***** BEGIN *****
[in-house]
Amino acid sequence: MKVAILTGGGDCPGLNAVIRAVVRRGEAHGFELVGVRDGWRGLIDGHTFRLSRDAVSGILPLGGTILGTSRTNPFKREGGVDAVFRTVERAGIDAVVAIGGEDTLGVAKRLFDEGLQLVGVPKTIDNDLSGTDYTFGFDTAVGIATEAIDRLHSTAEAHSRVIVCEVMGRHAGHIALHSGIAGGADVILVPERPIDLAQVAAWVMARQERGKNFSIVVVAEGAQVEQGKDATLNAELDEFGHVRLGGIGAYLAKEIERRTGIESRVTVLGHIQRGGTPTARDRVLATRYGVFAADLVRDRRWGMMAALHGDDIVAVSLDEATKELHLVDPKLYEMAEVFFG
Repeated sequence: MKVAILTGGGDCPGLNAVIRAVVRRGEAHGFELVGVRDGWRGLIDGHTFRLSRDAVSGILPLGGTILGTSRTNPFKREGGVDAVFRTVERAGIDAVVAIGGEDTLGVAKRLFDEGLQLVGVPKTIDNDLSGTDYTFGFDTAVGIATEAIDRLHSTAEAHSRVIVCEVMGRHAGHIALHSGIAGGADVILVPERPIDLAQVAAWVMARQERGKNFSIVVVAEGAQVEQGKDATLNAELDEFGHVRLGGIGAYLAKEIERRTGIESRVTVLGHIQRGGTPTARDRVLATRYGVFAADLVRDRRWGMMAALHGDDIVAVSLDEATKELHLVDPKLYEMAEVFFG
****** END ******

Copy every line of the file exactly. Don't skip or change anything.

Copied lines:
[in-house]
Amino acid sequence: MKVAILTGGGDCPGLNAVIRAVVRRGEAHGFELVGVRDGWRGLIDGHTFRLSRDAVSGILPLGGTILGTSRTNPFKREGGVDAVFRTVERAGIDAVVAIGGEDTLGVAKRLFDEGLQLVGVPKTIDNDLSGTDYTFGFDTAVGIATEAIDRLHSTAEAHSRVIVCEVMGRHAGHIALHSGIAGGADVILVPERPIDLAQVAAWVMARQERGKNFSIVVVAEGAQVEQGKDATLNAELDEFGHVRLGGIGAYLAKEIERRTGIESRVTVLGHIQRGGTPTARDRVLATRYGVFAADLVRDRRWGMMAALHGDDIVAVSLDEATKELHLVDPKLYEMAEVFFG
Repeated sequence: MKVAILTGGGDCPGLNAVIRAVVRRGEAHGFELVGVRDGWRGLIDGHTFRLSRDAVSGILPLGGTILGTSRTNPFKREGGVDAVFRTVERAGIDAVVAIGGEDTLGVAKRLFDEGLQLVGVPKTIDNDLSGTDYTFGFDTAVGIATEAIDRLHSTAEAHSRVIVCEVMGRHAGHIALHSGIAGGADVILVPERPIDLAQVAAWVMARQERGKNFSIVVVAEGAQVEQGKDATLNAELDEFGHVRLGGIGAYLAKEIERRTGIESRVTVLGHIQRGGTPTARDRVLATRYGVFAADLVRDRRWGMMAALHGDDIVAVSLDEATKELHLVDPKLYEMAEVFFG